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Thursday, October 30, 2014 at 4pm

Does a Mentorship Program Have to Look Forwards? MBA News

Revamped mentorship program at the Wharton School

An alumni mentorship program offers clear advantages to MBA students. Pairing a graduate with a current student means alumni can pass on the benefit of their experience to today’s intake and, of course, help them see how career options can pan out post-graduation.

But, what can MBA students learn from a mentorship program that binds them to undergraduates?

Wharton School rolls out revised scheme

This month, the Wharton School launched a revamped version of a scheme that does exactly this. Its GUIDE (Guiding Undergraduates In their Development and Education) program has now been slimmed down so that pairings are strictly made between first-year MBA students and undergraduate juniors. MBA students’ industry backgrounds are matched with an undergraduate’s career preferences.

The idea isn’t new, then, and other schools, such as NYU Stern, run similar initiatives. However, the Wharton School’s relaunch serves as a reminder that a mentorship program for MBA students needn’t necessarily revolve around forming links to those further down the line when it comes to offering personal development opportunities.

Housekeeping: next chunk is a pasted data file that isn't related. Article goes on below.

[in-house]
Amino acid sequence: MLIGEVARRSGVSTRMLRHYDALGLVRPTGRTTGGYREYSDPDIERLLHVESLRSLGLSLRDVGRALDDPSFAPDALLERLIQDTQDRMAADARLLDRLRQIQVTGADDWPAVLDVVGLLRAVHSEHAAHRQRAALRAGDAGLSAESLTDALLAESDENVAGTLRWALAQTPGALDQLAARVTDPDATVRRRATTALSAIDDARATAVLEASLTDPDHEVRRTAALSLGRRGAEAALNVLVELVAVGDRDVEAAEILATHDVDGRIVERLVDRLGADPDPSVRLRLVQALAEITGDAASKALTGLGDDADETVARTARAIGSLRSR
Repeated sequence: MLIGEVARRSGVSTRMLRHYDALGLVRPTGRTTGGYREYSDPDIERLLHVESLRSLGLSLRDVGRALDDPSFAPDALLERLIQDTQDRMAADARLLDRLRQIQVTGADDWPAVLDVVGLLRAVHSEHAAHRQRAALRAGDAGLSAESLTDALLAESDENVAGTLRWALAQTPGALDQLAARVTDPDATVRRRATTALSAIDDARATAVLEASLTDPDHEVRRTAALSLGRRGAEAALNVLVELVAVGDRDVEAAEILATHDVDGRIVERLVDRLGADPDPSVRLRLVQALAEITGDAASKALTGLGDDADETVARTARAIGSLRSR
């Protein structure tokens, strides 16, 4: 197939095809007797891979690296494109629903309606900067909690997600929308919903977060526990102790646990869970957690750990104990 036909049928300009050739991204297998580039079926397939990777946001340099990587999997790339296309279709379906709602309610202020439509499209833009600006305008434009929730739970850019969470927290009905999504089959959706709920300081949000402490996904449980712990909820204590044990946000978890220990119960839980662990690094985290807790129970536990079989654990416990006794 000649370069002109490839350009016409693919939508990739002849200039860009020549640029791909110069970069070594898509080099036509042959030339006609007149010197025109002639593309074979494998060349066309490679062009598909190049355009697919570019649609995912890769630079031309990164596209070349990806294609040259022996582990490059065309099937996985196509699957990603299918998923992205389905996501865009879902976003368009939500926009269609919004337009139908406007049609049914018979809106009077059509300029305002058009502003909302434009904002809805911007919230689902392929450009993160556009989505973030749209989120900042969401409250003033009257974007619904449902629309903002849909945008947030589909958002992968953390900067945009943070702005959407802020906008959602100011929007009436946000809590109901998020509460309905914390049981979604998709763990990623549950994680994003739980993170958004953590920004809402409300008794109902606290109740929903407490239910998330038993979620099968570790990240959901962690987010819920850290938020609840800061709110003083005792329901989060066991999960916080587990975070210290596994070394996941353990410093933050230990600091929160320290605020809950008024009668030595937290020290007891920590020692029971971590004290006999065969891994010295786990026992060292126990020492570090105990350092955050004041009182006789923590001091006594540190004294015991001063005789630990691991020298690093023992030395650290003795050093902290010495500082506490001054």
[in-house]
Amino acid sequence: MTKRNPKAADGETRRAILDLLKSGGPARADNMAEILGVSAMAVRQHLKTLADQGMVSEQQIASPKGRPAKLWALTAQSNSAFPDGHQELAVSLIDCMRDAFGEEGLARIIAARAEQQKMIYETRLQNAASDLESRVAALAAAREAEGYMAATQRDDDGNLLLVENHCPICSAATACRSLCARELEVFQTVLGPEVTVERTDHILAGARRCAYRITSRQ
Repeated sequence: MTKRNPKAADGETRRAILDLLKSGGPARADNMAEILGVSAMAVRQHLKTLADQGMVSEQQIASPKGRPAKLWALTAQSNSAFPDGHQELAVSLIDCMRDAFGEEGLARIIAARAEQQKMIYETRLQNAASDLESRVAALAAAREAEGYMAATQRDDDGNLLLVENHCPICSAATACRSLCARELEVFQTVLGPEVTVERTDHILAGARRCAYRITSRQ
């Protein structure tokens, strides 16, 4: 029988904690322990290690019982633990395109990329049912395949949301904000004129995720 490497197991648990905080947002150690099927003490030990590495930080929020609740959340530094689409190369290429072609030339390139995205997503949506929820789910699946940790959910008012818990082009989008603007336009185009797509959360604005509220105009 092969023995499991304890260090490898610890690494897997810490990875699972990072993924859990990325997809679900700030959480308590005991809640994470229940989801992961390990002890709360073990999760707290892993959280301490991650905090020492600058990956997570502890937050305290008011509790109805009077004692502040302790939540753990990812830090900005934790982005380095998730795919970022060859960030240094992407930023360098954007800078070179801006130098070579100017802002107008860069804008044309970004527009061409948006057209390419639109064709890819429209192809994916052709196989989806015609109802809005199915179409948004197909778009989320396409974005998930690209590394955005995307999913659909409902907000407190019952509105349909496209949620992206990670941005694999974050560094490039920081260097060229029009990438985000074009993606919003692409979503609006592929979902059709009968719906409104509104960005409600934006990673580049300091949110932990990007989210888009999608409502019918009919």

The Daily Pennsylvanian reports that 230 Wharton School students are already involved in the mentorship program, and the university anticipates growth in the near future:  

“Our hope is that the graduate students will learn something about themselves and be able to be a coach and mentor for their undergraduate student,” said Lee Kramer, director of the Wharton undergraduate division and an advisor for the program.

‘Easy win’ for both MBA students and undergrads

An easy win is how the Wharton School’s registration page describes the initiative from the MBA students’ point of view.

The premise of MBAs taking an undergraduate under their wings could work wonders in developing the kind of soft skills that employers often find lacking in MBA graduates. Mentorship skills - and the ability to encourage and nurture potential in others - are likely to prove more and more valuable as graduates climb higher up the career ladder.   

Undergraduates, too, stand much to gain – the MBA students are, in many ways, adopting the role played by graduates in a business school alumni mentorship program. MBAs have the real-world experience, and should prove easier to meet with than MBA alumni mentors, by dint of a shared campus.

Having said that, the Wharton School is operating an ‘incentive program’ designed to encourage both parties to take the relationship seriously and meet regularly outside of scheduled opportunities. The aim is to establish a strong bond over at least two years and ideally beyond this, and according to the school past participants have even ended up forming a startup together. 

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Tim is a writer with a background in consumer journalism and charity communications. He trained as a journalist in the UK and holds degrees in history (BA) and Latin American studies (MA).

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